Out of the "amorphous," "uncertain" Libyan rebellion rises a road-map towards parliamentary government. More opportunity to elucidate my own apocalyptic Marxist heresy.
Note how in the early days of the rebellion, the media was unable to articulate the "character" or "direction" of Gaddhafi's antagonists. It defied their paradigms. Some on "the left," including conventional Marxists, made a big deal of the early use of the pre-Gaddhafi monarchist flag (which has pretty much been adopted, it seems, now that the rebellion's leadership is developing into a "legitimate" institution). There are complaints that the leaders of the rebellion are too pro-Western, in bed with the imperialists, making deals with the devils, etc. etc. And clearly this is true. And clearly there are times when people's movements are all-to-eager to compromise, even when they have the upper hand (*cough*Wisconsin*cough*).
Other times, there just isn't the higher-level thinking prevalent enough to make and stick to reasoned, virtuous choices. (Funny, how in that photo, I can't make out a single black person, despite gathering outside a black President's home in a city that roughly half black.) You can argue all you want with people about the things they ought to know better about. It isn't that people are immutably evil. It's simply that sometimes they are just too engaged in the habit of ego to be good. Their capacity isn't any generally less.
Anyway, I digress; points about individual egoism is only circumstantial to Libyan "leaders" and their promise to make a conventional parliamentary government. In my experiences with "politicized" folks (approximately meaning in this context "folks who have become passionate about the socialization of enmity enough to 'do something' about it") most people gravitate towards (or rattle around between) one of three positions when it comes to leadership (perhaps more acutely "management" - so-called "leaders" whose function is to mystify through a process called "government"):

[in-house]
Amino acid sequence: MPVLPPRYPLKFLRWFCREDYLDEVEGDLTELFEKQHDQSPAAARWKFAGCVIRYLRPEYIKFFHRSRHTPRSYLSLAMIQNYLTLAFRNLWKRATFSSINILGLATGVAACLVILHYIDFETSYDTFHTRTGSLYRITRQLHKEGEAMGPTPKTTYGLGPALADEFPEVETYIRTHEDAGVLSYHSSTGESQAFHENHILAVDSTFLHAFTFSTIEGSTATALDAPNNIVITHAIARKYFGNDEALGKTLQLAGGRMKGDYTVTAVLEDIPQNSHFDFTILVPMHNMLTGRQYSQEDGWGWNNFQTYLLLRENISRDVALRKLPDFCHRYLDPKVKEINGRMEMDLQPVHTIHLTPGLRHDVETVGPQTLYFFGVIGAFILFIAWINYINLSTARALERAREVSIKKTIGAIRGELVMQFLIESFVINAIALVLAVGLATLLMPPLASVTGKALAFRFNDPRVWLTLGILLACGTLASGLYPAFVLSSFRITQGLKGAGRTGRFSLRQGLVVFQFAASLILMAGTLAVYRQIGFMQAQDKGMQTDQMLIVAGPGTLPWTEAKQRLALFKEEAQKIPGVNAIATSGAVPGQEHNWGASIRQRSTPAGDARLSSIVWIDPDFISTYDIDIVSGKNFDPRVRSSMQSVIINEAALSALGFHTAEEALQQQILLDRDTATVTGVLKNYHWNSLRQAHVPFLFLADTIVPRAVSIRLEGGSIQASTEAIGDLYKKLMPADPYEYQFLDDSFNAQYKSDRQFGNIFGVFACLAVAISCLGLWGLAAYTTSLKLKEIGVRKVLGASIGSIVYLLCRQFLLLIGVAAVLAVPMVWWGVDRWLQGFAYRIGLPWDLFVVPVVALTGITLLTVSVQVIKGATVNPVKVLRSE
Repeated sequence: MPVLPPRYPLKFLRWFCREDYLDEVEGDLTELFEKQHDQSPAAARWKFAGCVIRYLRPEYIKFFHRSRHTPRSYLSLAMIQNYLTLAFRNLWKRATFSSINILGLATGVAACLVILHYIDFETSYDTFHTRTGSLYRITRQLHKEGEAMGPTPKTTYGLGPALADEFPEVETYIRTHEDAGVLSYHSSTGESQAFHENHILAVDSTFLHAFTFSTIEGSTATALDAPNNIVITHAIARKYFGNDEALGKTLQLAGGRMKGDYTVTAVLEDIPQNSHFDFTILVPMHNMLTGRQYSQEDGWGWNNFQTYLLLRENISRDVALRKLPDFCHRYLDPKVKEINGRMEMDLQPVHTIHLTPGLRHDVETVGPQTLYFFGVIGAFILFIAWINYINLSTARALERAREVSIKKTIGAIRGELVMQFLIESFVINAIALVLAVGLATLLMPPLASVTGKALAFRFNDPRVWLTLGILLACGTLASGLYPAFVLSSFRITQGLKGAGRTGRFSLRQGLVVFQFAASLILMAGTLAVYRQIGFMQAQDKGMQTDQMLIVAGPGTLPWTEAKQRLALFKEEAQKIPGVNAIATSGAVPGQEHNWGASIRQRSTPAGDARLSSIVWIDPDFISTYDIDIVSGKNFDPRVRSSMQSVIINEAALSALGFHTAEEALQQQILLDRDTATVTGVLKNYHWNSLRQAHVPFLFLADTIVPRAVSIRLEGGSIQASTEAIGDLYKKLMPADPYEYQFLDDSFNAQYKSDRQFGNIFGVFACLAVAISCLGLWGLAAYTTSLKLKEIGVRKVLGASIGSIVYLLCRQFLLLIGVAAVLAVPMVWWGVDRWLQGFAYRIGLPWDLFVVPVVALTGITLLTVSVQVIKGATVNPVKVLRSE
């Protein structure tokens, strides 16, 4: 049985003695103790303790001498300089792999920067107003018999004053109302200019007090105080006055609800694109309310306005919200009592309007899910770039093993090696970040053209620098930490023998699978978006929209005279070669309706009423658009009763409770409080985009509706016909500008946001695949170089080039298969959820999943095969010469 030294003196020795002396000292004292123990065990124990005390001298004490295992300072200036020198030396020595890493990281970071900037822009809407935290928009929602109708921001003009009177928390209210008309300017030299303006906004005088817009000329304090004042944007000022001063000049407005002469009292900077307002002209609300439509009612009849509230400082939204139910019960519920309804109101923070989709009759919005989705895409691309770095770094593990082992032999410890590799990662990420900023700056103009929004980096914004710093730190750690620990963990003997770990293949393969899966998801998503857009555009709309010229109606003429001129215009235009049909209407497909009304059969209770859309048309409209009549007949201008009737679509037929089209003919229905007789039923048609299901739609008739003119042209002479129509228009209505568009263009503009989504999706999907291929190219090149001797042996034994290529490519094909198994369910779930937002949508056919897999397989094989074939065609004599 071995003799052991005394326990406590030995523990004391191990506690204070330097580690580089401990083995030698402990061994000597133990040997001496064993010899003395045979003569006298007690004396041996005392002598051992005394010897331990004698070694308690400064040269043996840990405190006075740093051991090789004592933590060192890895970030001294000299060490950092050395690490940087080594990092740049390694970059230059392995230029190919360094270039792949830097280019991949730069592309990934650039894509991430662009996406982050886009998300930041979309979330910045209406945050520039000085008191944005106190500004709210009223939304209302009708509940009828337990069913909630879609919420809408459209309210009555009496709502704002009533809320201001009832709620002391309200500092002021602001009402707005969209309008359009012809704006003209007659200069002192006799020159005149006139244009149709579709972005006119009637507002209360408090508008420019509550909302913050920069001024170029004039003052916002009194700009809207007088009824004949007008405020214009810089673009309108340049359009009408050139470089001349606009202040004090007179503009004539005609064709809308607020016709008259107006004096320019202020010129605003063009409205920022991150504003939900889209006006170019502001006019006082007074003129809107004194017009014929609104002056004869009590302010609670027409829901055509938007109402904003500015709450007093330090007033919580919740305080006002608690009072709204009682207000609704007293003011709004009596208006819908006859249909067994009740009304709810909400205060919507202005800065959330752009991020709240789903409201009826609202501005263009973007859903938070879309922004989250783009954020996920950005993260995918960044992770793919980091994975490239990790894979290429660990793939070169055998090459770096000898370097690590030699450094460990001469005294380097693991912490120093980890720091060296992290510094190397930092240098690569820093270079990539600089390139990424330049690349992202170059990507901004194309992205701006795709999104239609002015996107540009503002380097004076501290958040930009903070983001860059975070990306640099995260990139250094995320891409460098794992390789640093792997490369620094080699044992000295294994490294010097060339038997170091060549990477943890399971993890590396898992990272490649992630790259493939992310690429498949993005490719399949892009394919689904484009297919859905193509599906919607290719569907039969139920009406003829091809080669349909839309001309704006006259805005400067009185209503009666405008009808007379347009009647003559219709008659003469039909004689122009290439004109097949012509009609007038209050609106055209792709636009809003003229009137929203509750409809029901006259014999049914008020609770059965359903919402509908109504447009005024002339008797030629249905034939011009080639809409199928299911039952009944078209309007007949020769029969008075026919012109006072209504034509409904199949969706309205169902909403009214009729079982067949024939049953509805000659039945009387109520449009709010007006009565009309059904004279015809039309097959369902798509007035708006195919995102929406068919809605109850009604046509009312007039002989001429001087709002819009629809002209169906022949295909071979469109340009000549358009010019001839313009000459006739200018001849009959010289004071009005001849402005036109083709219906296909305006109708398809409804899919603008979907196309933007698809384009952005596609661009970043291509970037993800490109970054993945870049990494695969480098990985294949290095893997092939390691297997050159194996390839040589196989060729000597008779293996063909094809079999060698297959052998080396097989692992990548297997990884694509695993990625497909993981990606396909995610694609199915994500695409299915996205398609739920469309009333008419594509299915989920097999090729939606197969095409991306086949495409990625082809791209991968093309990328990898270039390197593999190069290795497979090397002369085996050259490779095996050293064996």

- High respect, and/or apologism for perceived bad policy. This is how liberals in the U.S. usually treat Democrats and how conservatives in the US treat Republicans.
- Moderate respect, and/or criticism or even hostility towards perceived bad policy. This is how liberals and conservatives in the U.S. generally feel towards their opposing parties; how conventional Marxists think of parliamentary politicians on the whole. This latter point is because, in my experience, conventional Marxists can't imagine an imminent reality that isn't governed by parliamentary procedure but they do want the formation of their own Party (a "working class" party) to take the helm of it (functionally restoring the industrialist paradigm).
- Nil respect and/or apathy and/or hostility towards leadership's existence and whatever institutions support them/enact their policies. Superficially, the whole gamut of anarchism fits in here - but I think there is room for something else, a creative anti-Parliamentarianism, an antagonistic philosophy that combs the social ruins of bureaucracy in decline and recombines the fluid constitution of what we once conceived of as concrete institutions.
The rebellion against Ghaddafi's eccentric, chaos-chronistic tyranny (unpacking it: this green-flagged government ostensibly linked "outdated" [the scare quotes of bourgeois perspective] tribal government with "advanced" [and the scare quotes of Vanguardist perspective! Look Ma, no hands!] people's council governments - by arbitrating past and future modes via cult of personality a la Stalinism or "third-world socialism") ... the rebellion against Ghaddafi's eccentric, chaos-chronistic tyranny ought to reveal to us the interstices between "forms" of "government."